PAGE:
Power, transit outages will increase Sandy's costs
Widespread power outages and subway shutdowns may wind up making Superstorm Sandy the second most expensive storm in U.S. history, according to the forecasting firm Eqecat. That would rank it right behind Hurricane Katrina.
Eqecat said Thursday that the damage from the storm will likely be far worse than it previously predicted, largely a result of Sandy hitting the most densely populated area in the country.
The firm doubled its previous estimate for the total bill and now says Sandy may have caused between $30 billion and $50 billion in economic losses, including property damage, lost business and extra living expenses. The cost to insurance companies could run as low as $10 billion and as high as $20 billion.
The new numbers square with an earlier estimate from IHS Global Insight. IHS said Sandy could cause about $20 billion in property damages and between $10 billion and $30 billion in lost business.
The firm pointed to two reasons that Sandy will leave a bigger bill than it first thought. Power outages are more widespread than in a typical Category 1 storm, Eqecat said. Sandy knocked out electricity for more homes and businesses than any other storm in history, according to the Department of Energy.
The lack of subway service in New York City and blocked roadways will also push the total cost higher, Eqecat said.
Before the storm hit, Eqecat had estimated that total economic losses from Sandy could range as high as $20 billion and that losses to insurance companies could reach $10 billion. Payouts for insurance claims are typically a fraction of the overall cost to the economy.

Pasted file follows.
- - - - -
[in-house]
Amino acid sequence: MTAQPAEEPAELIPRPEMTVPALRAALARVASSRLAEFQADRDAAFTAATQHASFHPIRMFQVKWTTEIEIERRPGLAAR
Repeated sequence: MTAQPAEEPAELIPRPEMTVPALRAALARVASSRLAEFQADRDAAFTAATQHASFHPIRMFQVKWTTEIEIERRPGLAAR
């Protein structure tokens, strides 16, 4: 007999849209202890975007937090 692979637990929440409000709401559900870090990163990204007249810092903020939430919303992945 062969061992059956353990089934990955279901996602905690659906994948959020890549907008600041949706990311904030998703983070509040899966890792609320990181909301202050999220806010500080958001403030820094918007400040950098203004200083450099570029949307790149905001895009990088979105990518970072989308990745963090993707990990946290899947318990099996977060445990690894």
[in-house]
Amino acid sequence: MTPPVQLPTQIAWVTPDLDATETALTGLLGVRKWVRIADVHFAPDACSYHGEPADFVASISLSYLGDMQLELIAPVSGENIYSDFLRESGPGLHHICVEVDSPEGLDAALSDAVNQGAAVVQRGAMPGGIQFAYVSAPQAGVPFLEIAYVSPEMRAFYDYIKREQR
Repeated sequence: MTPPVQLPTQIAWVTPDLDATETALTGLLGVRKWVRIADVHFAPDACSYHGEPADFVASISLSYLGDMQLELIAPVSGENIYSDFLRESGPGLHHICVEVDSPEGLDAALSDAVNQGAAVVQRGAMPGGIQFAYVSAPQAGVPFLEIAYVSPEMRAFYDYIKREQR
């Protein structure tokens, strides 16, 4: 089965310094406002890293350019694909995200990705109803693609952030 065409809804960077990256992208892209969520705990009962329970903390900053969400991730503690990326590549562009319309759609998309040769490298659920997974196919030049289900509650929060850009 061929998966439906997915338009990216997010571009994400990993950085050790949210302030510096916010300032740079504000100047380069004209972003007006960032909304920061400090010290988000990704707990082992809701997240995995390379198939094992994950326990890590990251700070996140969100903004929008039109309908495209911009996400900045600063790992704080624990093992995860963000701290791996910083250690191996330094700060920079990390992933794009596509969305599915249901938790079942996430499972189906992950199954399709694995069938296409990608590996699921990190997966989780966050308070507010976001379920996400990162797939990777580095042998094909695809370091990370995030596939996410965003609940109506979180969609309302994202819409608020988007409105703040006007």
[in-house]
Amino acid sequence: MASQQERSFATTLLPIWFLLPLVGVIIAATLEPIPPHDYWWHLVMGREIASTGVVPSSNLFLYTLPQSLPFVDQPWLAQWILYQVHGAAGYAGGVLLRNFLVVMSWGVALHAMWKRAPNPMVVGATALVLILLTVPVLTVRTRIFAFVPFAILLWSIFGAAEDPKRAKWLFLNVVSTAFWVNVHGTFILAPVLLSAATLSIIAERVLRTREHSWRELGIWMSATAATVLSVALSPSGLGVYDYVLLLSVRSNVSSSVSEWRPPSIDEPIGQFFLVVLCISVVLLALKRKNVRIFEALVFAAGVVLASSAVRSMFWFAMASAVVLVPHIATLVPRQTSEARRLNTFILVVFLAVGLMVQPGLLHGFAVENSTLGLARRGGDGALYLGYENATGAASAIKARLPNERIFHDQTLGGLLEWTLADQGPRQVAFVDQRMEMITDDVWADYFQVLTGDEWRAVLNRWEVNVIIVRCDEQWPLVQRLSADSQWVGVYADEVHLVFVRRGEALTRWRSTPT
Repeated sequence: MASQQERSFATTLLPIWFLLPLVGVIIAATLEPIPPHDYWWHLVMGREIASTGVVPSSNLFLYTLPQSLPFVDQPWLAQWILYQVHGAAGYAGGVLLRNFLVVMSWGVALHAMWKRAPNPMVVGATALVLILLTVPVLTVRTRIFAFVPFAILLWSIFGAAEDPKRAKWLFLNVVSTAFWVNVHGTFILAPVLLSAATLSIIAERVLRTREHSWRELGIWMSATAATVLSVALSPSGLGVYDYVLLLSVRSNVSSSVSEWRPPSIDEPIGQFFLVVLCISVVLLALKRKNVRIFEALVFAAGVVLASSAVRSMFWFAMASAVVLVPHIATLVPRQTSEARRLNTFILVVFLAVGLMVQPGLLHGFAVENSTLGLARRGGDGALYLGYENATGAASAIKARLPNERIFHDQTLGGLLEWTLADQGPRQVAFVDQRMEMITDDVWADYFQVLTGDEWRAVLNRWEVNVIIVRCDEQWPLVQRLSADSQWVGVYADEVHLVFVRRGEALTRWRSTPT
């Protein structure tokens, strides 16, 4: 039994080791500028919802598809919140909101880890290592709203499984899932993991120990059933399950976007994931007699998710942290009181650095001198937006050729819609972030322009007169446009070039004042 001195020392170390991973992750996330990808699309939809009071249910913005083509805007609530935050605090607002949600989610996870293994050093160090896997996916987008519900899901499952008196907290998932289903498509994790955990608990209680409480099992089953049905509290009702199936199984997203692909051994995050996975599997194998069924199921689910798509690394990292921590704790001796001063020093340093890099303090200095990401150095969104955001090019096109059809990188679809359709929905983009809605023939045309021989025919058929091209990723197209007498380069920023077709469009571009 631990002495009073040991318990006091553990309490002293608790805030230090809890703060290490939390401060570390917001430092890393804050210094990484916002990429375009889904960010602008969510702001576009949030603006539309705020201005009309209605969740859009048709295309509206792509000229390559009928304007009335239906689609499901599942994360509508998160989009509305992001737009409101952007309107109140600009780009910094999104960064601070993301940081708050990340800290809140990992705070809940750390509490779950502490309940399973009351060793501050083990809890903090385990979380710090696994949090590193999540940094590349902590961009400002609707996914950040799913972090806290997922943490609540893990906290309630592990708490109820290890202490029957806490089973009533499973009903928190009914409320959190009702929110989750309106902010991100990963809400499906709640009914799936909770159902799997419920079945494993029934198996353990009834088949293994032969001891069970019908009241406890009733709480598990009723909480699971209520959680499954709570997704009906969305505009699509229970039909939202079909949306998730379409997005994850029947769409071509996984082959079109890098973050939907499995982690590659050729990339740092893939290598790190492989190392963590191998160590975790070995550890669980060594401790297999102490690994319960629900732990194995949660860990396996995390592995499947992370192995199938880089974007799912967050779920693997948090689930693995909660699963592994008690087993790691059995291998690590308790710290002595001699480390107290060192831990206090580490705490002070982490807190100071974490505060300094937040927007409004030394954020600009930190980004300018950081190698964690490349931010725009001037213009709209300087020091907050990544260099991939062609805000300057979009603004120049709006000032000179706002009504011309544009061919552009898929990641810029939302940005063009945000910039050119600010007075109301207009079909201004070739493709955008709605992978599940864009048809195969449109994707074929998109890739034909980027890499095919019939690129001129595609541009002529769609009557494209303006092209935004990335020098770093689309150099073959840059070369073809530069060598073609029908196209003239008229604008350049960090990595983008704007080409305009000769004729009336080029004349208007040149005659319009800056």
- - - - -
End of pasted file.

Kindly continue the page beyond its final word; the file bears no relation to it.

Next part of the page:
If the damages hit $50 billion, it would make Sandy the second-costliest U.S. storm after Katrina in 2005. Katrina's overall costs were $108 billion. Taking inflation into account, that works out to $128 billion today.
Even after adjusting for inflation, the high end of Eqecat's damage estimates for Sandy would be higher than those caused by previous major storms. Andrew, which struck in 1992, cost $44 billion in today's dollars, and the Ike storm of 2008 cost $32 billion.
Another major firm that calculates the cost of catastrophes, RMS, is gathering information before it makes its first estimate. RMS said Thursday that it has two reconnaissance teams out surveying the damage. The firm has offices in Hoboken, N.J., where floodwaters stranded thousands of people.
Eqecat's estimates only cover private losses, not costs covered by the government through the National Flood Insurance Program administered by the Federal Emergency Management Agency. Max Mayfield, the hurricane center director during Katrina, said the costs to FEMA can be $2 to $2.5 for every dollar of losses covered by private insurance.
AP Science Writer Seth Borenstein contributed this story.